As mentioned previously, the significant role of homosexuals in the Nazi Party hurt the party's ability to gain support and votes. In order to counteract this negative publicity, Hitler himself made public statements against homosexuality. However, Lively and Abrams argue that this was largely a public relations tactic, and did not reflect Hitler's true position. "Despite suggestions to the contrary, Hitler was not anti-homosexual. In fact, like Roehm, Hitler seemed to prefer homosexual companions and co-workers. In addition to [the homosexuals] Roehm and Hess, two of his closest friends, Hitler apparently chose homosexuals and other sexual deviants to fill key positions nearest to himself" (p. 79).

After coming to power, Hitler officially banned homosexuality in 1933. This is clear-cut evidence that the Nazis opposed homosexuality. Well, not quite. This law simply became another tool for the Nazis to use against their opponents. It was certainly not used to root out all homosexuality. "The masculine homosexuals in the Nazi leadership selectively enforced this policy only against their enemies and not against all homosexuals" (p. 95). The Nazis falsely accused many of their opponents of homosexuality in order to justify arresting and imprisoning them. But the law was used selectively, and "many effeminate homosexuals, especially those in the arts community, were given protection by certain Nazi leaders" (p. 96).

In 1933 the Nazis also destroyed the Sex Research Institute, a major organization of the German homosexual movement. However, the reason for this was not because the Nazis were anti-homosexual. On the contrary, the Institute had extensive documentation about the rampant sexual deviance of numerous Nazi leaders, and this could prove damaging to them. Ludwig Lenz, the assistant director of the Institute, stated that the Nazis destroyed the Institute in order to cover up the extent of sexual perversion in the party. Lively and Abrams quote him as saying, "We knew too much. It would be against medical principles to provide a list of the Nazi leaders and their perversions [but] . . . not ten percent of the men who, in 1933, took the fate of Germany into their hands, were sexually normal . . . Our knowledge of such intimate secrets regarding members of the Nazi Party and other documentary material — we possessed about forty thousand confessions and biographical letters — was the cause of the complete and utter destruction of the Institute" (p. 101).

A more significant factor in the view that the Nazis opposed homosexuality is the "Roehm purge" of 1934 when Ernst Roehm and other SA leaders were assassinated at Hitler's command. Publicly, it was declared that this massacre was necessary to cleanse the Nazi Party of homosexuals. But this claim was a facade. The purge was the result of an internal power struggle, but it was much easier to justify publicly with the claim about eliminating homosexuals. Lively and Abrams state that, "[T]he Roehm Purge was not motivated by the homosexuality of its victims. The great majority of victims were not homosexuals at all" (p. 105). Indeed, "not only did the majority of the SA homosexuals survive the purge, but . . . the massacre was largely implemented by homosexuals" (p. 107). It's simply wrong to see the purge as a deliberate attack on homosexuality. "Adolf Hitler did not purge his regime of homosexuals in this incident or at any subsequent time. On the contrary, a simple review of the historic record reveals that Hitler continued not only to surround himself with homosexuals, but to place them in key positions in the Third Reich" (p. 110).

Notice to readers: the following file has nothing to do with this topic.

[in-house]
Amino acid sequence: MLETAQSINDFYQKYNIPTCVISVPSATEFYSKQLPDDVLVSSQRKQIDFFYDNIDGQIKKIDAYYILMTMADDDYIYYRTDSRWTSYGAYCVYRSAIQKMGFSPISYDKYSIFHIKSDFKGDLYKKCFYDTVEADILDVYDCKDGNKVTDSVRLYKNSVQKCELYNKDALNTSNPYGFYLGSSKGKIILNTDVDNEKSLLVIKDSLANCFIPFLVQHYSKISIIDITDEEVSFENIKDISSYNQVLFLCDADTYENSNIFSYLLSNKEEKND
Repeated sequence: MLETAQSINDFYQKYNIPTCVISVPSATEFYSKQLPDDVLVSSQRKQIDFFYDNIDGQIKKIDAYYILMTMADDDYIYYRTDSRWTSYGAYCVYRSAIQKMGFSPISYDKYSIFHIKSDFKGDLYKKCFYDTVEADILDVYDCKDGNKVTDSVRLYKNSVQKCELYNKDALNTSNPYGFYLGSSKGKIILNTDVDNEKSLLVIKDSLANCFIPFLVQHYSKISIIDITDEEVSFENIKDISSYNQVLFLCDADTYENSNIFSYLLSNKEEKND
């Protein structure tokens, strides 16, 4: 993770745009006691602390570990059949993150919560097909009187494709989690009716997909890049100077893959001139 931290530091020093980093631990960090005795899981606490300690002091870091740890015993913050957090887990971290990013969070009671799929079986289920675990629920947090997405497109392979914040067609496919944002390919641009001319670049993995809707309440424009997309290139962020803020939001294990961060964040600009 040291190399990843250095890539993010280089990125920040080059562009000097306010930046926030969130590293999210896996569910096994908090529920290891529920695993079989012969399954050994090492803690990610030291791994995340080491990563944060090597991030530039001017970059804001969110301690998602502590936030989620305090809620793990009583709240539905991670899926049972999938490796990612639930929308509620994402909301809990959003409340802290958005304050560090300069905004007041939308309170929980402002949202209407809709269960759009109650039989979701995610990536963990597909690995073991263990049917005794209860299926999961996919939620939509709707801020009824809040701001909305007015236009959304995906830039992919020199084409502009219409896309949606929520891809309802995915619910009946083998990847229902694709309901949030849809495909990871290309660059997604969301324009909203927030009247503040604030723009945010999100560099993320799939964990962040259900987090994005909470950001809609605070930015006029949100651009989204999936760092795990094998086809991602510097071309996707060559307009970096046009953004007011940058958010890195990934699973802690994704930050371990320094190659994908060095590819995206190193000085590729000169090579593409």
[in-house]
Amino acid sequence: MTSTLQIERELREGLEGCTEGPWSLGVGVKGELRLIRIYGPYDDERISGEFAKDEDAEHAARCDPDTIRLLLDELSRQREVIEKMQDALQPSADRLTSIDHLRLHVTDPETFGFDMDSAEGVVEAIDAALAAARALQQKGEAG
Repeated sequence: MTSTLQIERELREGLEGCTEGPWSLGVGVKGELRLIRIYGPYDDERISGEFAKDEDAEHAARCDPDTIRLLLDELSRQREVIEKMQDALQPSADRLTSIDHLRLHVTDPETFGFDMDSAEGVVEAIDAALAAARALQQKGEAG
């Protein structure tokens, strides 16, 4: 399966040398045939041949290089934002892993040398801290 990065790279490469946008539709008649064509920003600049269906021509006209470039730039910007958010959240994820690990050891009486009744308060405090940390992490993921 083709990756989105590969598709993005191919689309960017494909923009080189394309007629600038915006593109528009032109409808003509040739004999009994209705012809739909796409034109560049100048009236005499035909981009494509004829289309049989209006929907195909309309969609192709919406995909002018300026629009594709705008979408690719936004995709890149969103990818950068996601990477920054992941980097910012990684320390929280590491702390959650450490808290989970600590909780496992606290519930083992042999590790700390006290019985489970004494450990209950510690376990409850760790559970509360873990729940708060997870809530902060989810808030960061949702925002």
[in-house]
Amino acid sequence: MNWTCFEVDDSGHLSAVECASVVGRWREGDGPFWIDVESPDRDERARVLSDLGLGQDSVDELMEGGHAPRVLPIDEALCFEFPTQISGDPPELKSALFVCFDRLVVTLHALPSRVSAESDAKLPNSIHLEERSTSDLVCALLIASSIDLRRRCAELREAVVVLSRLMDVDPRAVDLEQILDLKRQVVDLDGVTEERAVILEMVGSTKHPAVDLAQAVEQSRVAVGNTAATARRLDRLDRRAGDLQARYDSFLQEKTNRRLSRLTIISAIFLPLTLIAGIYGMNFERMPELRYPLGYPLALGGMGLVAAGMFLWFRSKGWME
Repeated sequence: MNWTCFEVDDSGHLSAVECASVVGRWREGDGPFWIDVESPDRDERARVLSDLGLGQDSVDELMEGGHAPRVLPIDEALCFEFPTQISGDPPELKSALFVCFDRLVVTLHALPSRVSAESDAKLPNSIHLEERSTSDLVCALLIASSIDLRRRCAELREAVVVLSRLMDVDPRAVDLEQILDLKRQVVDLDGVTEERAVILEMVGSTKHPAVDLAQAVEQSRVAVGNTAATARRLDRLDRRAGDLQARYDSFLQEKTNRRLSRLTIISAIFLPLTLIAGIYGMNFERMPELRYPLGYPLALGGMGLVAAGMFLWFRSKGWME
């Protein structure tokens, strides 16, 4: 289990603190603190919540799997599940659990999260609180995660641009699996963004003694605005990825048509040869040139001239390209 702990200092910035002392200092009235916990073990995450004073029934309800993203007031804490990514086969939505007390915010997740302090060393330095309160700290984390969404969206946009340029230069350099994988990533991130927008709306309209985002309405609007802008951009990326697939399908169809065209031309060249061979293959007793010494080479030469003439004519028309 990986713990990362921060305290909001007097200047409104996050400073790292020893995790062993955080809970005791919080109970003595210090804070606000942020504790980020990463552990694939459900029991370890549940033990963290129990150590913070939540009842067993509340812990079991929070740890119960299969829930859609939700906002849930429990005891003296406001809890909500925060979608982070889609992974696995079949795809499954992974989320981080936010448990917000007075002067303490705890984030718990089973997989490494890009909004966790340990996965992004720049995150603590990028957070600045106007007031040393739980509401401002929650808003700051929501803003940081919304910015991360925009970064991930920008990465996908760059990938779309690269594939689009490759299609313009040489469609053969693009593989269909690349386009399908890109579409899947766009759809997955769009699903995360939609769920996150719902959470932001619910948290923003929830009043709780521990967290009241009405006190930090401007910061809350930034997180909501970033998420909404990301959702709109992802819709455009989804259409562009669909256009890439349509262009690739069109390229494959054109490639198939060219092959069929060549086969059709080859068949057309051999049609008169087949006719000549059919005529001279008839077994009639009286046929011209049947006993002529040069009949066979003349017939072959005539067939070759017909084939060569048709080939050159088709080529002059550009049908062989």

Some homosexuals did end up in concentration camps, but homosexuals as a class of people were not "targeted for extermination" like the Jews and others were. The homosexuals were not sent to the gas chambers. According to Lively and Abrams, "the actual number of homosexuals in the camps was a tiny fraction of both the estimated number of homosexuals in Germany and the estimate of the camp population" (p. 124). And one final fact they mention is that "many of the guards and administrators responsible for the infamous concentration camp atrocities were homosexuals themselves, which negates the idea that homosexuals in general were being persecuted and interned" (p. 124).

The point of all this is not to suggest that homosexuals are all Nazis, or that homosexuals as a group are responsible for the Nazi phenomenon in Germany. The point is that when homosexuals claim they were the victims of Nazi atrocities they are being so selective in relating historical evidence that they end up deceiving the public. If they want to discuss the place of homosexuals in Nazi Germany, then let's have all of the relevant information on the table, rather than an Orwellian version where certain inconvenient facts are ignored. Conservative Christians are not being like Nazis in opposing the homosexual rights movement. That is just another false assertion of the homosexual rights movement.

  • Michael Wagner

Michael Wagner is a home schooling father, an independent researcher and writer, and the author of Christian Citizenship Guide: Christianity and Canadian Political Life. He has a PhD in Political Science from the University of Alberta and lives in Edmonton with his wife and eleven children.

More by Michael Wagner